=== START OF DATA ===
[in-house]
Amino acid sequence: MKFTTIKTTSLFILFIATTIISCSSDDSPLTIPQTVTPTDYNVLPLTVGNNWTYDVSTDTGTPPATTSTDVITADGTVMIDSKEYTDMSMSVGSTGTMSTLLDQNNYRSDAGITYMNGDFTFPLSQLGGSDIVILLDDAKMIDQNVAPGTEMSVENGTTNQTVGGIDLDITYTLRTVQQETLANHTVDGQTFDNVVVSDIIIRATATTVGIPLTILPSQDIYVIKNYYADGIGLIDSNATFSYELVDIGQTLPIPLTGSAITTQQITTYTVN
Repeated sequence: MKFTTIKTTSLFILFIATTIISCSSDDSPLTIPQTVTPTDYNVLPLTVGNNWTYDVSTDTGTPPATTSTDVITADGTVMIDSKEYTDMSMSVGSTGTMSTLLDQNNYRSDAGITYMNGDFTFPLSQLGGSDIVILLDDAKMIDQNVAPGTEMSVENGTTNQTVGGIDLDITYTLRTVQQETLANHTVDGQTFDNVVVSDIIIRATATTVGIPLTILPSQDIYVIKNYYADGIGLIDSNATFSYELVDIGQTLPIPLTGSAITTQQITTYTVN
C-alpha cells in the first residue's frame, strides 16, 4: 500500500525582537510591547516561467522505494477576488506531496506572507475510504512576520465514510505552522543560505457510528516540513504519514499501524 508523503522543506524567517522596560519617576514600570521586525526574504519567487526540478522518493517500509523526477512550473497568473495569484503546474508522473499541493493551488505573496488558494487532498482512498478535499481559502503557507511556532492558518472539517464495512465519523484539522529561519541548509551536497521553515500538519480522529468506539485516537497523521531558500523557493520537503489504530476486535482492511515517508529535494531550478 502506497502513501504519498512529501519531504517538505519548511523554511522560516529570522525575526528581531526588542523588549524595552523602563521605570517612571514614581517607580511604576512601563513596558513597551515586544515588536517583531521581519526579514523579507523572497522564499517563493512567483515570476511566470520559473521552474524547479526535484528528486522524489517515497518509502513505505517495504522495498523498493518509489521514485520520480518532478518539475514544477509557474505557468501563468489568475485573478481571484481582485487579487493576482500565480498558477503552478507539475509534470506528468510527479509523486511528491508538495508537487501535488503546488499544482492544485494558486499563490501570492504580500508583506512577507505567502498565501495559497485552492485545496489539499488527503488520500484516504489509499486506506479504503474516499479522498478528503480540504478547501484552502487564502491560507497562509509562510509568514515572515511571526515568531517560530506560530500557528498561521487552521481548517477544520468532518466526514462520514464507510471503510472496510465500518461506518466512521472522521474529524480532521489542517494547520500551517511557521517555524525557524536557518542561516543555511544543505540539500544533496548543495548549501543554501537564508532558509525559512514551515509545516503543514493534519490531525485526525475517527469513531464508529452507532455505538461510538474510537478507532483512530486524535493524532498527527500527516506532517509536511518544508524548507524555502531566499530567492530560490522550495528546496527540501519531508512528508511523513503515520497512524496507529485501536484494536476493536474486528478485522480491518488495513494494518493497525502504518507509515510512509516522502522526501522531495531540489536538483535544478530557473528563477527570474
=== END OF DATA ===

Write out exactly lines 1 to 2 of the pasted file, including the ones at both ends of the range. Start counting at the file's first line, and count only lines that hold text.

[in-house]
Amino acid sequence: MKFTTIKTTSLFILFIATTIISCSSDDSPLTIPQTVTPTDYNVLPLTVGNNWTYDVSTDTGTPPATTSTDVITADGTVMIDSKEYTDMSMSVGSTGTMSTLLDQNNYRSDAGITYMNGDFTFPLSQLGGSDIVILLDDAKMIDQNVAPGTEMSVENGTTNQTVGGIDLDITYTLRTVQQETLANHTVDGQTFDNVVVSDIIIRATATTVGIPLTILPSQDIYVIKNYYADGIGLIDSNATFSYELVDIGQTLPIPLTGSAITTQQITTYTVN